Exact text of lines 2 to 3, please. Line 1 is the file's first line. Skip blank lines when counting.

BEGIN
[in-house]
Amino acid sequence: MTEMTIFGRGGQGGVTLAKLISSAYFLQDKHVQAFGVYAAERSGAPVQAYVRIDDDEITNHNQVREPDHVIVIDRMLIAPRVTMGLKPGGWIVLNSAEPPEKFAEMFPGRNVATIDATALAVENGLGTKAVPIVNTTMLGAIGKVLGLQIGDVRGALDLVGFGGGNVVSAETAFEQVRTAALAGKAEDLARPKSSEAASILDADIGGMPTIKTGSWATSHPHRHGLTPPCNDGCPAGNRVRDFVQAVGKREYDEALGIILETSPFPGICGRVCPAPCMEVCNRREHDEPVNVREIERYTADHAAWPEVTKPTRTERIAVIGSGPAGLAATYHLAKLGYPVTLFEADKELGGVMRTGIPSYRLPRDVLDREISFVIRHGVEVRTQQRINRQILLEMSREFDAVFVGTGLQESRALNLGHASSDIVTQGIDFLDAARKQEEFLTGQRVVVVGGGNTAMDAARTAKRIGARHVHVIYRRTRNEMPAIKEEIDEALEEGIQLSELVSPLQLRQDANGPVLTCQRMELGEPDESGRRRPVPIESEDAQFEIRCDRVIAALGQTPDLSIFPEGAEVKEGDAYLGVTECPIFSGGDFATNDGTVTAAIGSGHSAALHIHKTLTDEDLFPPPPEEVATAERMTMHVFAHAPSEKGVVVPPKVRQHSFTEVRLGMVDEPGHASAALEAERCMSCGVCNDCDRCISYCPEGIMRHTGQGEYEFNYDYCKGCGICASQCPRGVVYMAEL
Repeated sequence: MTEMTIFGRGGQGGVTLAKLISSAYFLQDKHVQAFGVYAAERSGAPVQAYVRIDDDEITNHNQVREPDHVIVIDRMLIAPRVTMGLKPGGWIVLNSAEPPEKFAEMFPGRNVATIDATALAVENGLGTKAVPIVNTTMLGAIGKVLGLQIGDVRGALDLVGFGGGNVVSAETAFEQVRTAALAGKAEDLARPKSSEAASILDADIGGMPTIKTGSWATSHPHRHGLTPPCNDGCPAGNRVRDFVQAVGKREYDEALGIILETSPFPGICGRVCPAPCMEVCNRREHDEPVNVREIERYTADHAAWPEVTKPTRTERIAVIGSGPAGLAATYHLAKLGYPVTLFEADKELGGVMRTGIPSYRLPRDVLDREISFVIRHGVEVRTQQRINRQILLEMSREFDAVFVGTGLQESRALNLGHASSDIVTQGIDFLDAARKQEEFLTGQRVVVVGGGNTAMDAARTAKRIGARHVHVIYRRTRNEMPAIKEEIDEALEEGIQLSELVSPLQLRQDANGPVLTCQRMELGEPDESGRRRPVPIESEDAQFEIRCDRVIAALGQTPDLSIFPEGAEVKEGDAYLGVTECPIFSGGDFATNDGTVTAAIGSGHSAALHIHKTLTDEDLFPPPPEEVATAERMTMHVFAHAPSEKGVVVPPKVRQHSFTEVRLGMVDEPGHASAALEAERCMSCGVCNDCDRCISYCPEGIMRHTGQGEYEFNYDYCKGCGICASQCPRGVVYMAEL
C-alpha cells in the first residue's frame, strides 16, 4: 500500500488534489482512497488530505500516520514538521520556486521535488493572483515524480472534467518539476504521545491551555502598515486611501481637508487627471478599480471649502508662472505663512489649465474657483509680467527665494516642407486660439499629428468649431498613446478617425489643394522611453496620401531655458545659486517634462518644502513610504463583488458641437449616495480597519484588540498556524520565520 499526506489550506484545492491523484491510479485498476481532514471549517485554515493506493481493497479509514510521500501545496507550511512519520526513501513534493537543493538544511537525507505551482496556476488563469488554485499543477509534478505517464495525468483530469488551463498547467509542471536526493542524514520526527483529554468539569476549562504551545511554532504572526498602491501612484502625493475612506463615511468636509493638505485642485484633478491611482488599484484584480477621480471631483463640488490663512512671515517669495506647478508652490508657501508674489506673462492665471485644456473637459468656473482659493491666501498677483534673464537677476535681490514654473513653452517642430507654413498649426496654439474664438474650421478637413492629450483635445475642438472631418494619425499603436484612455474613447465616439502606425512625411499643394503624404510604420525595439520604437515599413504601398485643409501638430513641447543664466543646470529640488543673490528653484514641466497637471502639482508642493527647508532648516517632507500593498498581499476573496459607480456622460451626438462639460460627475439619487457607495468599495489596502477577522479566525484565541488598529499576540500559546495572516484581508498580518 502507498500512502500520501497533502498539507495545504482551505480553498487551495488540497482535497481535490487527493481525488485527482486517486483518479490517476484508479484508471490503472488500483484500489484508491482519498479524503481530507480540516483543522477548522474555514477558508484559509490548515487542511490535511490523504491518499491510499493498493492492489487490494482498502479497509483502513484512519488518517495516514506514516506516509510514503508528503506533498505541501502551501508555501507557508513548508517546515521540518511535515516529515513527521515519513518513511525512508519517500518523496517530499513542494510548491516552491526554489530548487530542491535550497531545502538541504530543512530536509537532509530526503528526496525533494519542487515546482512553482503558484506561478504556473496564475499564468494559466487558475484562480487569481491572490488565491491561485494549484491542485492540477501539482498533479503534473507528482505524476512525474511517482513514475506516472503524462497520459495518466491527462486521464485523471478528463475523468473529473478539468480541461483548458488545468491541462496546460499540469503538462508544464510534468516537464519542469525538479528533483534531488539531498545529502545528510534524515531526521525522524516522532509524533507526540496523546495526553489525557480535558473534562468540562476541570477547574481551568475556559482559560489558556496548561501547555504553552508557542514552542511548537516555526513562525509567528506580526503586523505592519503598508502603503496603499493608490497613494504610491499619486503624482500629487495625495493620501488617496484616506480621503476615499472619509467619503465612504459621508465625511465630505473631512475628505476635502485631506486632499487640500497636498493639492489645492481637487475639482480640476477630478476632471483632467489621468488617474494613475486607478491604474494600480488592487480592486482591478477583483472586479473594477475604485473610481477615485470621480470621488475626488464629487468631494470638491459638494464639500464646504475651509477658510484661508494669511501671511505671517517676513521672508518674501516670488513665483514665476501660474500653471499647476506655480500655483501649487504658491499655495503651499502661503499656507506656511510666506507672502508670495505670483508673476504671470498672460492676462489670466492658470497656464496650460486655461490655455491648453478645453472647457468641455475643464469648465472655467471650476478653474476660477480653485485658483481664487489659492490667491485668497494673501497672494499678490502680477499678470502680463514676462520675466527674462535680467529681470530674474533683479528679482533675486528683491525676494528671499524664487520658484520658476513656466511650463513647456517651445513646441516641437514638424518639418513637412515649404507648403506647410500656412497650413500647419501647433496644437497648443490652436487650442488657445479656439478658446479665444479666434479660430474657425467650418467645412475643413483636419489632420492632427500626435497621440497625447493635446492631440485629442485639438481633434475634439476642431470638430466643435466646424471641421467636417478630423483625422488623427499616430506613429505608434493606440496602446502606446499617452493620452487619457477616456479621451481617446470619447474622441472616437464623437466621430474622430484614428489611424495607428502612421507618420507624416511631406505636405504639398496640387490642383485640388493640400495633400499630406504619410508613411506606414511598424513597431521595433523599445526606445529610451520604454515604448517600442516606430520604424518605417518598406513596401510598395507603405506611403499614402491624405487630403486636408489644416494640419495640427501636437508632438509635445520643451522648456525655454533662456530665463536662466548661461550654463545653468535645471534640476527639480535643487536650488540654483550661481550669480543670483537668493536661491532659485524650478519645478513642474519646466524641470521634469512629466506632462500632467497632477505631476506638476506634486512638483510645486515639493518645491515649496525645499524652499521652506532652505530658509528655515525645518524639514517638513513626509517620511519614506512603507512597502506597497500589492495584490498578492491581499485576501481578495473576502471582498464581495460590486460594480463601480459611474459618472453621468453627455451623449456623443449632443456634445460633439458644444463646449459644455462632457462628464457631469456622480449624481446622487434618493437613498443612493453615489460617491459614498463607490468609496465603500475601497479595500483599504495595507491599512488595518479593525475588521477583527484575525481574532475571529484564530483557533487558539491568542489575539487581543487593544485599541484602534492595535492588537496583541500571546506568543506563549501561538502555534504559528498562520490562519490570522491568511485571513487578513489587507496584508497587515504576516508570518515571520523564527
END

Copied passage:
Amino acid sequence: MTEMTIFGRGGQGGVTLAKLISSAYFLQDKHVQAFGVYAAERSGAPVQAYVRIDDDEITNHNQVREPDHVIVIDRMLIAPRVTMGLKPGGWIVLNSAEPPEKFAEMFPGRNVATIDATALAVENGLGTKAVPIVNTTMLGAIGKVLGLQIGDVRGALDLVGFGGGNVVSAETAFEQVRTAALAGKAEDLARPKSSEAASILDADIGGMPTIKTGSWATSHPHRHGLTPPCNDGCPAGNRVRDFVQAVGKREYDEALGIILETSPFPGICGRVCPAPCMEVCNRREHDEPVNVREIERYTADHAAWPEVTKPTRTERIAVIGSGPAGLAATYHLAKLGYPVTLFEADKELGGVMRTGIPSYRLPRDVLDREISFVIRHGVEVRTQQRINRQILLEMSREFDAVFVGTGLQESRALNLGHASSDIVTQGIDFLDAARKQEEFLTGQRVVVVGGGNTAMDAARTAKRIGARHVHVIYRRTRNEMPAIKEEIDEALEEGIQLSELVSPLQLRQDANGPVLTCQRMELGEPDESGRRRPVPIESEDAQFEIRCDRVIAALGQTPDLSIFPEGAEVKEGDAYLGVTECPIFSGGDFATNDGTVTAAIGSGHSAALHIHKTLTDEDLFPPPPEEVATAERMTMHVFAHAPSEKGVVVPPKVRQHSFTEVRLGMVDEPGHASAALEAERCMSCGVCNDCDRCISYCPEGIMRHTGQGEYEFNYDYCKGCGICASQCPRGVVYMAEL
Repeated sequence: MTEMTIFGRGGQGGVTLAKLISSAYFLQDKHVQAFGVYAAERSGAPVQAYVRIDDDEITNHNQVREPDHVIVIDRMLIAPRVTMGLKPGGWIVLNSAEPPEKFAEMFPGRNVATIDATALAVENGLGTKAVPIVNTTMLGAIGKVLGLQIGDVRGALDLVGFGGGNVVSAETAFEQVRTAALAGKAEDLARPKSSEAASILDADIGGMPTIKTGSWATSHPHRHGLTPPCNDGCPAGNRVRDFVQAVGKREYDEALGIILETSPFPGICGRVCPAPCMEVCNRREHDEPVNVREIERYTADHAAWPEVTKPTRTERIAVIGSGPAGLAATYHLAKLGYPVTLFEADKELGGVMRTGIPSYRLPRDVLDREISFVIRHGVEVRTQQRINRQILLEMSREFDAVFVGTGLQESRALNLGHASSDIVTQGIDFLDAARKQEEFLTGQRVVVVGGGNTAMDAARTAKRIGARHVHVIYRRTRNEMPAIKEEIDEALEEGIQLSELVSPLQLRQDANGPVLTCQRMELGEPDESGRRRPVPIESEDAQFEIRCDRVIAALGQTPDLSIFPEGAEVKEGDAYLGVTECPIFSGGDFATNDGTVTAAIGSGHSAALHIHKTLTDEDLFPPPPEEVATAERMTMHVFAHAPSEKGVVVPPKVRQHSFTEVRLGMVDEPGHASAALEAERCMSCGVCNDCDRCISYCPEGIMRHTGQGEYEFNYDYCKGCGICASQCPRGVVYMAEL